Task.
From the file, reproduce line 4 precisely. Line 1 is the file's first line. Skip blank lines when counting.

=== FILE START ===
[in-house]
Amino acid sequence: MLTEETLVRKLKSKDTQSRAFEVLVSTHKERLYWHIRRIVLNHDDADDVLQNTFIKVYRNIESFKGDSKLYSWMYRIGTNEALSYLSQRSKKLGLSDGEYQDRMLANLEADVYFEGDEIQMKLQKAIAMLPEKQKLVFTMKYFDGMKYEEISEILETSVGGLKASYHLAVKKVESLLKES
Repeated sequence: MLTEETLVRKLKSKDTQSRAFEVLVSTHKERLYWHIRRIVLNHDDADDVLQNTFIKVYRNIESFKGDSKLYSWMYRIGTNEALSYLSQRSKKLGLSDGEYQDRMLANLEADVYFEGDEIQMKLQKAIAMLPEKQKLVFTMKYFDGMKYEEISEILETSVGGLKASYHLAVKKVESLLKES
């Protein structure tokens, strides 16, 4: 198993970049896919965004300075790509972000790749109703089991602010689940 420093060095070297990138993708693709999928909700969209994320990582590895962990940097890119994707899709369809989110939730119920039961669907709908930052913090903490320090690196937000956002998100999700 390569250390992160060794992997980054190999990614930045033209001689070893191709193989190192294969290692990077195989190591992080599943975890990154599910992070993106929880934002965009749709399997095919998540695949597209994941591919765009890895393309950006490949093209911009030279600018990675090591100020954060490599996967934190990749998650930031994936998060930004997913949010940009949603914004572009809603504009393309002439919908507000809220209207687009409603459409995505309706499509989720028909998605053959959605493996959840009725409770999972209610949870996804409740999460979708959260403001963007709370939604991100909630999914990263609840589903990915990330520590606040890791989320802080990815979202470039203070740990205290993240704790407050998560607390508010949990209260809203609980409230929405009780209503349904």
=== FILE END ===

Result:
């Protein structure tokens, strides 16, 4: 198993970049896919965004300075790509972000790749109703089991602010689940 420093060095070297990138993708693709999928909700969209994320990582590895962990940097890119994707899709369809989110939730119920039961669907709908930052913090903490320090690196937000956002998100999700 390569250390992160060794992997980054190999990614930045033209001689070893191709193989190192294969290692990077195989190591992080599943975890990154599910992070993106929880934002965009749709399997095919998540695949597209994941591919765009890895393309950006490949093209911009030279600018990675090591100020954060490599996967934190990749998650930031994936998060930004997913949010940009949603914004572009809603504009393309002439919908507000809220209207687009409603459409995505309706499509989720028909998605053959959605493996959840009725409770999972209610949870996804409740999460979708959260403001963007709370939604991100909630999914990263609840589903990915990330520590606040890791989320802080990815979202470039203070740990205290993240704790407050998560607390508010949990209260809203609980409230929405009780209503349904």